On Sunday I completed my first running event – the very well-organised, atmospheric Market Drayton 10k. This was something of a surprise for me, given that I vividly remember two years ago saying I would never get into running. At that point I was training for a 26 mile walk, the Clun Valley Challenge, which was a feat in itself.
If you know me, or perhaps if you have just seen pictures of me, you’ll know I haven’t exactly got a runner’s physique. It’s taken me quite a while to get to this point; I started very gently easing myself into running – each time I went out I probably walked at least half of the distance I was covering. I knew that if I pushed myself too hard, or – worse – if somebody else pushed me, I would begin to dig my heels in and any enjoyment would be lost.
After a few months we had a family holiday in St Ives, and I went for a few runs along the beach and the headland there. It was hard work; harder than the Shropshire roads I run around at home, and I built up a bit of stamina, even over a short period of time. When I returned home I determined that were would be no more walking, and that was that.
I have run with friends, I have run in the evening, and I’ve run after dropping my children off at school and at nursery, but the best times I’ve run, for me, have been more recently, when I’ve started getting up early, going out alone on the quiet streets and seeing the day start to take shape before me. I can get home, have a shower, and have the full day still ahead, without having to take my lycra-clad form into the school playground…
Now I said that if I was pushed too hard to run, I’d lose any enjoyment – which is probably true in most areas of my life; If there is any pushing to be done, I prefer it to come from me. When it comes to running, I’m still not sure that ‘enjoyment’ is quite the right word. I definitely prefer lying in bed, dozing, reading a book, staring out of the window… whatever… but I do get a sense of renewed energy from running, especially once I’m back home and have had a shower. I also find it is a great opportunity to think. I don’t listen to music; I prefer to run completely unencumbered, and once I’ve got into a rhythm I find that the thoughts come freely. It’s a good time for planning, I’ve managed to outrun annoyances I’ve had about something somebody has said, and I’ve had many ideas for my writing while I’ve been (gently, slowly) pounding the streets.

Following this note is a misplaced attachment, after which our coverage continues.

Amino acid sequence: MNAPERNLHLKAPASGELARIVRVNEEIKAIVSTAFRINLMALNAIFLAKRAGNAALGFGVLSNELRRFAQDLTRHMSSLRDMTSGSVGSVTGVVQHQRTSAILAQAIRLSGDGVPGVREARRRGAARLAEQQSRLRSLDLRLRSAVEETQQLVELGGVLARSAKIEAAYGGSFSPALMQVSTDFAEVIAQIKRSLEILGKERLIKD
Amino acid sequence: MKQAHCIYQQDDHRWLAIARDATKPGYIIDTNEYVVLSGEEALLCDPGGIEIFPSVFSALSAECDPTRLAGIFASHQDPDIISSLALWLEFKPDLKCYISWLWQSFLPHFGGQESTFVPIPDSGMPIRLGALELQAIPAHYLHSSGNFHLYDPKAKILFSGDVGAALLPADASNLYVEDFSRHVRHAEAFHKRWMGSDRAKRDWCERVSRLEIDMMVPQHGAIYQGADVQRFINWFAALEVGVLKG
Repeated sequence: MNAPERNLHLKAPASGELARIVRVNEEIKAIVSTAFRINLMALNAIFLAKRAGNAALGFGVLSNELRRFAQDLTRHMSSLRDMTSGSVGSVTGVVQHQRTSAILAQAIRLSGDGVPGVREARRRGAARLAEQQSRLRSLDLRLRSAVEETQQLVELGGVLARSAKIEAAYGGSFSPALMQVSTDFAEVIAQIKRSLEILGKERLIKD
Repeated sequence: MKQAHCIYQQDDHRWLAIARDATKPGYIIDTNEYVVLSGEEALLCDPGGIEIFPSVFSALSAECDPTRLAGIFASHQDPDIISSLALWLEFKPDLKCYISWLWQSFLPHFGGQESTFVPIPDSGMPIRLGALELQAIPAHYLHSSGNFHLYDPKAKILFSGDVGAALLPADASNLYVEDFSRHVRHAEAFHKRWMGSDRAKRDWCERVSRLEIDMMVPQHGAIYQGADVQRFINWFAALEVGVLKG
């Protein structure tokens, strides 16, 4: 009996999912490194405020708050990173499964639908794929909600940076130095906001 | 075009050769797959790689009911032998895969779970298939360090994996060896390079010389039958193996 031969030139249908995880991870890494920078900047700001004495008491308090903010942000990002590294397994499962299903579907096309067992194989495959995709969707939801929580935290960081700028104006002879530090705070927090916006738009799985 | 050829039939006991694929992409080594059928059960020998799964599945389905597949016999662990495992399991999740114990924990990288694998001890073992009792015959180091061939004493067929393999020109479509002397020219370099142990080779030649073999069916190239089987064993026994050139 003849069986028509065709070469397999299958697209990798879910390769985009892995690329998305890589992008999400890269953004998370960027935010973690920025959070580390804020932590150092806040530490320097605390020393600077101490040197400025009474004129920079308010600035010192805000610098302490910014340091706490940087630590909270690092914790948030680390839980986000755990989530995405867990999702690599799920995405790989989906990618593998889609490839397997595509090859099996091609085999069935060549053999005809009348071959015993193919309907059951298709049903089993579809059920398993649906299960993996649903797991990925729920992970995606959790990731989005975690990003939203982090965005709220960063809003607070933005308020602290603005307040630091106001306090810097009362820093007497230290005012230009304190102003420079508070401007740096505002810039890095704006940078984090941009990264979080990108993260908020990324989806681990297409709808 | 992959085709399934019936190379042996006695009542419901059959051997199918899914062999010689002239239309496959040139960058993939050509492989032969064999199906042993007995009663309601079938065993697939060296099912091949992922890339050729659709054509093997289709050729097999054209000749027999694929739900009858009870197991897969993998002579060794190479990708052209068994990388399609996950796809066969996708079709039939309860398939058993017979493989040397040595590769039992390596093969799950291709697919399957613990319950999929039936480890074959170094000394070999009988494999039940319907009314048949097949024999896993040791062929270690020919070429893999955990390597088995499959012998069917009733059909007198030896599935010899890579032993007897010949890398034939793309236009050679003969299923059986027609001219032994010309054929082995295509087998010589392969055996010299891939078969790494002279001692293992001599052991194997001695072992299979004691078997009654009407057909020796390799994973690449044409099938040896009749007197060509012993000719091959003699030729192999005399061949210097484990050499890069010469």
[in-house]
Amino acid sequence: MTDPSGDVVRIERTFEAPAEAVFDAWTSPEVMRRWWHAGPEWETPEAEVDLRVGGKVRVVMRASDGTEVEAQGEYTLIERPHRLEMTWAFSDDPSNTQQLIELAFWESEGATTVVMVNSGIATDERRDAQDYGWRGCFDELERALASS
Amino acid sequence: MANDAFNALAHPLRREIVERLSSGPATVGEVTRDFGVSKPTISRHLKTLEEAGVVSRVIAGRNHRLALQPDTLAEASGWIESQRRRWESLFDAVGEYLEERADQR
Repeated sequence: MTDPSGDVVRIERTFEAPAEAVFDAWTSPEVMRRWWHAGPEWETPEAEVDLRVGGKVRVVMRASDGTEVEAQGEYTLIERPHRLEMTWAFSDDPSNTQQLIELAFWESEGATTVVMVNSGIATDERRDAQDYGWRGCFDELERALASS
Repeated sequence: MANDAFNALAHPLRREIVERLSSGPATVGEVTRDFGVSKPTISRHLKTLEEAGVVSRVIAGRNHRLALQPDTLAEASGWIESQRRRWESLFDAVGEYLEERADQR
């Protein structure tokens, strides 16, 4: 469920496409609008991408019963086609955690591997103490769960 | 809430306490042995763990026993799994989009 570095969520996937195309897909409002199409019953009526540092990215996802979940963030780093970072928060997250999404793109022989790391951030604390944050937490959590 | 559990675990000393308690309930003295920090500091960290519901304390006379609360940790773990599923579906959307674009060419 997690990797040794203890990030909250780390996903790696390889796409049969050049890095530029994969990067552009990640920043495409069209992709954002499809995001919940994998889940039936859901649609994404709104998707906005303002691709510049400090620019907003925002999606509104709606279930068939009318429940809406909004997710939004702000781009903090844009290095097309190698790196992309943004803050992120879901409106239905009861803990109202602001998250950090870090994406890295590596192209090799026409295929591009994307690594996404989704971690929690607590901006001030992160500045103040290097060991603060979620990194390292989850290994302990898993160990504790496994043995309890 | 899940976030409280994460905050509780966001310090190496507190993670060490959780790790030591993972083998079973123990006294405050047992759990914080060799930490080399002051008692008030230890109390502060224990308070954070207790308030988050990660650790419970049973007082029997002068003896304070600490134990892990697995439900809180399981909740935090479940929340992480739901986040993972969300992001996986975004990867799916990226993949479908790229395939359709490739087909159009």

Sometimes, though, like on Sunday, I have had to empty my head of thoughts, just to keep going. Sunday was a hot day – the hottest this year in the UK – and I’m used to running in the cool of the early morning. There were also some fairly hard climbs involved; something else I am not used to. However, I was determined I was going to run the whole thing.
When I was nine, I participated in a fun run with my dad. In my head it was five miles long, but I’m going to have to check that with him. It sounds like a long way for a nine-year-old to run. Particularly as I was dressed as a cat and, true to clumsy form, got tangled in the Start ribbon at the very beginning, tripping over, ripping my black tights and shredding my knees. Nevertheless, I kept on going. It must have been the Yorkshire blood in me.
One thing I have always remembered from training for that run with my dad was, when facing a hill, his advice to keep my head down, not to look at the top, but to keep on running and focus on counting as I went. This way, Dad assured me, I would reach the top before I knew it.
This Sunday, faced again with a daunting steep incline – cruelly planned into the last two kilometres – I employed this technique again and I found it worked. I ran the whole ten kilometres, including the dreaded Phoenix Bank; although I suspect it’s possible to have walked up that hill faster than I ran it.
I was so proud when I finished that race. I have run the same distance before but never in the heat and always alone – when I knew I could stop any time I liked and take as much time as I needed. The Market Drayton 10K was something very different and my legs genuinely went jelly-like as I crossed the finishing line.
I suppose the point of writing about all this is an illustration of how people can surprise even themselves sometimes. Also to recommend my dad’s advice, which I think can be applied to other situations – if you’re facing a challenge, sometimes it’s better to concentrate on the present: find a way of focusing and you will reach the end in your own time.
And finally, perhaps most importantly now that I am a mum myself, it’s just nice to know that children do actually listen to their parents sometimes.